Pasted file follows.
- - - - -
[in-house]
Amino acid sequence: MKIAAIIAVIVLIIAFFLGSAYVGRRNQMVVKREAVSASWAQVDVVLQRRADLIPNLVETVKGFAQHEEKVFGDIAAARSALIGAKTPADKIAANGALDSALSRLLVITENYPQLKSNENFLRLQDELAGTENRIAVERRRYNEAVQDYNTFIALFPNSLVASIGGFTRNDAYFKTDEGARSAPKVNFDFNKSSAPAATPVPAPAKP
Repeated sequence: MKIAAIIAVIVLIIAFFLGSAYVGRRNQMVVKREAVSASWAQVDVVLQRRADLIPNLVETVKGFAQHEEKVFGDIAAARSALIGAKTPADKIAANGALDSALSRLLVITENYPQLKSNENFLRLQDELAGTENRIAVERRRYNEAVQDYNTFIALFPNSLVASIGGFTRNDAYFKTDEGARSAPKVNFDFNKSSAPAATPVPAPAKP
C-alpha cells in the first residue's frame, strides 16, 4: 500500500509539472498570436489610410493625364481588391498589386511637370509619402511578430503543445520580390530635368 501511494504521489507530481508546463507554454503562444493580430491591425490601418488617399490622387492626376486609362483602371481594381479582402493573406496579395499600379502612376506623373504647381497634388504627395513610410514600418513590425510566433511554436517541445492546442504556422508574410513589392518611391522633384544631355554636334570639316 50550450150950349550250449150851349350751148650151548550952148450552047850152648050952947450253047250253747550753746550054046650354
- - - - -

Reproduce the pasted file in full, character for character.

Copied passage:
[in-house]
Amino acid sequence: MKIAAIIAVIVLIIAFFLGSAYVGRRNQMVVKREAVSASWAQVDVVLQRRADLIPNLVETVKGFAQHEEKVFGDIAAARSALIGAKTPADKIAANGALDSALSRLLVITENYPQLKSNENFLRLQDELAGTENRIAVERRRYNEAVQDYNTFIALFPNSLVASIGGFTRNDAYFKTDEGARSAPKVNFDFNKSSAPAATPVPAPAKP
Repeated sequence: MKIAAIIAVIVLIIAFFLGSAYVGRRNQMVVKREAVSASWAQVDVVLQRRADLIPNLVETVKGFAQHEEKVFGDIAAARSALIGAKTPADKIAANGALDSALSRLLVITENYPQLKSNENFLRLQDELAGTENRIAVERRRYNEAVQDYNTFIALFPNSLVASIGGFTRNDAYFKTDEGARSAPKVNFDFNKSSAPAATPVPAPAKP
C-alpha cells in the first residue's frame, strides 16, 4: 500500500509539472498570436489610410493625364481588391498589386511637370509619402511578430503543445520580390530635368 501511494504521489507530481508546463507554454503562444493580430491591425490601418488617399490622387492626376486609362483602371481594381479582402493573406496579395499600379502612376506623373504647381497634388504627395513610410514600418513590425510566433511554436517541445492546442504556422508574410513589392518611391522633384544631355554636334570639316 50550450150950349550250449150851349350751148650151548550952148450552047850152648050952947450253047250253747550753746550054046650354